Abstract

Multilevel factors impact HPV vaccine series initiation and completion among adolescents in the U.S. Synthesis of these factors is needed to inform intervention development and to direct future research. Current frameworks synthesizing factors focus on females only and do not include both series initiation and completion outcomes. We conducted a systematic review of reviews to identify modifiable individual-, provider-, and clinic-level factors associated with HPV vaccination outcomes among U.S. adolescents and developed a multilevel framework illustrating relations between factors to inform intervention development. We searched Medline, PsychInfo, Pubmed, CINAHL, and ERIC databases and included reviews published 2006 to July 2, 2018 describing individual-, provider-, or clinic-level factors quantitatively associated with HPV vaccination among U.S. adolescents. Two coders independently screened reviews, extracted data, and determined quality ratings. Sixteen reviews containing 481 unique primary studies met criteria. Factors synthesized into the multilevel framework included parent psychosocial factors (knowledge, beliefs, outcome expectations, intentions) and behaviors, provider recommendation, and patient-targeted and provider-targeted clinic systems. The scope of our framework and review advances research in two key ways. First, the framework illustrates salient modifiable factors at multiple levels on which to intervene to increase HPV vaccination. Second, the review identified critical gaps in the literature at each level. Future research should link the body of literature on parental intentions to vaccination outcomes, identify provider psychosocial factors associated with recommendation behaviors and subsequent vaccine uptake in their patient population, and understand clinic factors associated with successful implementation of patient- and provider-targeted system-level interventions.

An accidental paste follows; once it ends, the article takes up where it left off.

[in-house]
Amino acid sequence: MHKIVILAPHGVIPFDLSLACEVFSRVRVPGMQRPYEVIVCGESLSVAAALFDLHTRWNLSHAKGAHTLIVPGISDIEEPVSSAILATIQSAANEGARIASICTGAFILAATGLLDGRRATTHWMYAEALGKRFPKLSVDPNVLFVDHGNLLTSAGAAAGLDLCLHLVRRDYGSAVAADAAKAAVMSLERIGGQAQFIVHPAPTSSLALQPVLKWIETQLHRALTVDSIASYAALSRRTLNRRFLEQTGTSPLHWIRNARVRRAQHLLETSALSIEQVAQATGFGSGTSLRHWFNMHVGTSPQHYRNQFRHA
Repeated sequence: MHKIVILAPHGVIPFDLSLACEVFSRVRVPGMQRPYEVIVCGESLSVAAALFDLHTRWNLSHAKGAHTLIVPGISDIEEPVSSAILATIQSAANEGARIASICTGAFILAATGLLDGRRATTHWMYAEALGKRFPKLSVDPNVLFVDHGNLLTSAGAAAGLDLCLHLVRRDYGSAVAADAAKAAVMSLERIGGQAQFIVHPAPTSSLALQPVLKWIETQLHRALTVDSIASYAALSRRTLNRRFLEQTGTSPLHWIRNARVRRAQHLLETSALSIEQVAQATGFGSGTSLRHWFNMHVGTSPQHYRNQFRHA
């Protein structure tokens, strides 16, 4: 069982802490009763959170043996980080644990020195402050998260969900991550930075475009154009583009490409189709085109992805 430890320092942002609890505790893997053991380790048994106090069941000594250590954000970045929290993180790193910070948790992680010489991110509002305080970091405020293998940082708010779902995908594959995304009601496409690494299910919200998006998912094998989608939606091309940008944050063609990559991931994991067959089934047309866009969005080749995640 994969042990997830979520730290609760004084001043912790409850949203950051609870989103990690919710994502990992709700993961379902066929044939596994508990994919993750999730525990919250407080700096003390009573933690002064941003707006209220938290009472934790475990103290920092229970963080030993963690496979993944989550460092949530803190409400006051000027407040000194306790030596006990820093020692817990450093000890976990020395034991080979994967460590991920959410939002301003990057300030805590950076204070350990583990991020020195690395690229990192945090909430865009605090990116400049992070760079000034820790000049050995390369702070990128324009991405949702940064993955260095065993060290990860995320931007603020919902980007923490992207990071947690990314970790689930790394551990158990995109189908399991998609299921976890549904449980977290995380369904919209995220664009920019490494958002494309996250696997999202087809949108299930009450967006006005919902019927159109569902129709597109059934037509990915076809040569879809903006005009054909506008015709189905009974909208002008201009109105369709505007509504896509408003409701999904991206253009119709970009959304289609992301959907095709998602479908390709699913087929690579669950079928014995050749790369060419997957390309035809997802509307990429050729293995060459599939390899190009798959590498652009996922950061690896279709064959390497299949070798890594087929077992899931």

Americas United States of America Adolescents (10-18 years) Adults (18+) Parents/caregivers Healthcare workers Coverage